Changing Definitions of News
Differences in Media
Today, what Americans know may differ greatly depending on their source of news. In the second part of the study, looking at a broader universe of the news media in the fall of 1997, we also found different kinds of news media offering markedly different definitions of news depending on what they perceived their market niches to be.
Prime Time Magazines
Prime time network television news magazines, the growth area of network news, is a genre oriented around people stories, lifestyle/behavior, news you can use and celebrity entertainment. Overall 55% of their stories concerned these issues.
They also covered crime and justice heavily, 23% of the time.
What is also striking is what the TV news magazines don't cover. Only eight percent of the stories on the prime time news magazines concern the combined areas of education, economics, foreign affairs, the military, national security, politics or social welfare issues.
Such an emphasis on people stories and away from politics, foreign affairs arts, education and religion may not be surprising given that these programs are set against prime time entertainment programming, and often are aimed at audiences that do not watch network news. They might, in that sense, be considered the "back of the book" of TV network news.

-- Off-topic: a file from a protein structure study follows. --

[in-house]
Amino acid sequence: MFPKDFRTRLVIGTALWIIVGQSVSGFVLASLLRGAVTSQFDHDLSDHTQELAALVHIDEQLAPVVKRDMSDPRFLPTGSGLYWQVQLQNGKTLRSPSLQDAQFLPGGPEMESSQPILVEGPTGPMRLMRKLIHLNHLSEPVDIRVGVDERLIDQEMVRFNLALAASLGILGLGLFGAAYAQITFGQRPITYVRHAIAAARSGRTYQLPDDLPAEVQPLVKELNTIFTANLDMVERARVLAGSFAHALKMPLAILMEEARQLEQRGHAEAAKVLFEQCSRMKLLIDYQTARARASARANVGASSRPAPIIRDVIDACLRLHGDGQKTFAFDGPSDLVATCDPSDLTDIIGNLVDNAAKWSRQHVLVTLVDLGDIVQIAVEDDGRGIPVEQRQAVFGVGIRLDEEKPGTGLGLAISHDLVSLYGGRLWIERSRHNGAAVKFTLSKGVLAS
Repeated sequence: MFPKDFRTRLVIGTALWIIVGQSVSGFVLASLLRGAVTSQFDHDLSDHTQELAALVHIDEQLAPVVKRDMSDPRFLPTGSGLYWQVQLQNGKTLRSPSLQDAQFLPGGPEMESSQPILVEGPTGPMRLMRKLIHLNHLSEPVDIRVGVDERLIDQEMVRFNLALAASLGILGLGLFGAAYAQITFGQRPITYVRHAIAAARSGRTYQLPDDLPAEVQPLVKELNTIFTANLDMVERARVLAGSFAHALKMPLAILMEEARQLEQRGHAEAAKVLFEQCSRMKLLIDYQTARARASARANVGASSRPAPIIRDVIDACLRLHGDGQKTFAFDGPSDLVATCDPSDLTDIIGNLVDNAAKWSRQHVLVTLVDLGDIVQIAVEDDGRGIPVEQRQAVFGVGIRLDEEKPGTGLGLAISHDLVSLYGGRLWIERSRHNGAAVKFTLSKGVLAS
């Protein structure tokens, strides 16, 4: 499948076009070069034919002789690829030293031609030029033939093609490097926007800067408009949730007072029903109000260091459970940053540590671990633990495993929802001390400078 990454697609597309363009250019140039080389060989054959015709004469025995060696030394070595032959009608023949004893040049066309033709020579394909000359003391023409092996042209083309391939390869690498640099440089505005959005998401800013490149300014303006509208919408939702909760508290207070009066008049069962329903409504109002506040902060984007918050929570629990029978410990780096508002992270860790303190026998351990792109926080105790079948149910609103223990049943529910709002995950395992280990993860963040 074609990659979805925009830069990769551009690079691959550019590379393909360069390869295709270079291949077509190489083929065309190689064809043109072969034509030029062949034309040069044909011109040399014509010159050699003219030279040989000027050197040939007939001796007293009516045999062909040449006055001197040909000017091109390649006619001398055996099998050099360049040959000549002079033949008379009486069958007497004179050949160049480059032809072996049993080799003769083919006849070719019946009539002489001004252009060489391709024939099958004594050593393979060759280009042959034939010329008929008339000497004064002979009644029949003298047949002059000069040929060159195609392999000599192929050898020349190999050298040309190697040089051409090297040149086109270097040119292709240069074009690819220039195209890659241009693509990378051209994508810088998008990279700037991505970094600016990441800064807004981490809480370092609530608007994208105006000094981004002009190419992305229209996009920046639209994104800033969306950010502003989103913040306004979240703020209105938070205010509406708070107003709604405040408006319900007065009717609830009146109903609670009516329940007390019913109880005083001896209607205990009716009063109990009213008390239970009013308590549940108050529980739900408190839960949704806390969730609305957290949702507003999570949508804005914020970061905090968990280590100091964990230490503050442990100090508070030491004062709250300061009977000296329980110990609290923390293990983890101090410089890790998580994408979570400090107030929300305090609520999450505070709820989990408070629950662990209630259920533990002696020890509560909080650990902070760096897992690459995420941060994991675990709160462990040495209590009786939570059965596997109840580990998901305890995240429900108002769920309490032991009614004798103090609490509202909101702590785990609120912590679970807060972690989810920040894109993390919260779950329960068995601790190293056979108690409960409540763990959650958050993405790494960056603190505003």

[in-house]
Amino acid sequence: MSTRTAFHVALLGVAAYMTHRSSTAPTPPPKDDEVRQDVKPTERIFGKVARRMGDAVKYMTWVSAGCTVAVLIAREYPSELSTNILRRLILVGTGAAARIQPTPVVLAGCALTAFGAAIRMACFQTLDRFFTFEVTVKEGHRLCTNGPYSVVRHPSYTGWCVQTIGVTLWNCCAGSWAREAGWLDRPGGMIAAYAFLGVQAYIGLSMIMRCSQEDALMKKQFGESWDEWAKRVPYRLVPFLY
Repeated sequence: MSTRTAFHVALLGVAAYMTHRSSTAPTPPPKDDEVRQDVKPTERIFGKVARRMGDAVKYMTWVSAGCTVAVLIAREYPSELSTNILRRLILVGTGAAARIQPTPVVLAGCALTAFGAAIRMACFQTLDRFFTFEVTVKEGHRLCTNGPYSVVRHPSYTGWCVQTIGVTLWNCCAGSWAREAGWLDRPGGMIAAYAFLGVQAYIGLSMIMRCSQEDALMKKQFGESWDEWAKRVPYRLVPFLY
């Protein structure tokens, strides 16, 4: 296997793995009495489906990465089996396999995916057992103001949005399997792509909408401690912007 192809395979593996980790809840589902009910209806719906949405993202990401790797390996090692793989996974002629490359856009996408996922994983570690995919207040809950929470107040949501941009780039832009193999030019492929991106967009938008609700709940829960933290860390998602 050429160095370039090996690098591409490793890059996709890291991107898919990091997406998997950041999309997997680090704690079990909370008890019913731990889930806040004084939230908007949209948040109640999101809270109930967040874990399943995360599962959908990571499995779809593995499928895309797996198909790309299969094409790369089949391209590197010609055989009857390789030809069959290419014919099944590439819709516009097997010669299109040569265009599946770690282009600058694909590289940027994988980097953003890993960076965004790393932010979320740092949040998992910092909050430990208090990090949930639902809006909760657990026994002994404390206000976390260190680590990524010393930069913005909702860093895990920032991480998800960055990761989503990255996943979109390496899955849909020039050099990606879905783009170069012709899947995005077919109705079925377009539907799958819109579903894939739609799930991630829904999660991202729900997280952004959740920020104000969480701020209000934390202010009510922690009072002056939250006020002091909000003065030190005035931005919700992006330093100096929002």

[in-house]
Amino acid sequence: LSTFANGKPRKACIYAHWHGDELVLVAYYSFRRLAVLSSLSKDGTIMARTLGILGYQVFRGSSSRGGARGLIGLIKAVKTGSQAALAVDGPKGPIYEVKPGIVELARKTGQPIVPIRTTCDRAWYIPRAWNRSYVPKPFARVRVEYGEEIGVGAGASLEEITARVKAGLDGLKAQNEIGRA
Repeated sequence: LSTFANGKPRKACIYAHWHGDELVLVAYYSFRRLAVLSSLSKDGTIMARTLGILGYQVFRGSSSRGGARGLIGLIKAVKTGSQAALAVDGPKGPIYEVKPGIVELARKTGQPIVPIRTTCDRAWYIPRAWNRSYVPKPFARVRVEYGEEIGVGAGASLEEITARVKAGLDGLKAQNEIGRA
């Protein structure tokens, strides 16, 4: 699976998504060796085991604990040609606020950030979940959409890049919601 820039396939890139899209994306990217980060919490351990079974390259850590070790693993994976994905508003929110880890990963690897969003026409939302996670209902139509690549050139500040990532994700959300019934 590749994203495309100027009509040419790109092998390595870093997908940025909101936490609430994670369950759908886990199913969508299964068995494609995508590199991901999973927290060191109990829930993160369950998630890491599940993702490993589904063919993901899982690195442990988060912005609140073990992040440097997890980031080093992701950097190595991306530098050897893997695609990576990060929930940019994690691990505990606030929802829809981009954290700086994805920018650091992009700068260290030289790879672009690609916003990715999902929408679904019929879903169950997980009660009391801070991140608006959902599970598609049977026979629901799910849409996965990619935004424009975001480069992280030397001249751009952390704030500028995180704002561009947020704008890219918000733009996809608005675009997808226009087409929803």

It is important to remember as well, however, that the prime time magazines have supplanted documentaries on network television; also, most of television's in-depth news coverage and the vast majority of its investigative reporting occurs on these programs. It means, however, investigative work in network television today for the most part does not concern education, economics, foreign policy, military, social welfare, government, politics or the military.
Profiles and crime were the most popular categories of stories on the news magazines, followed closely by stories about consumer news, then health and medicine and law and justice.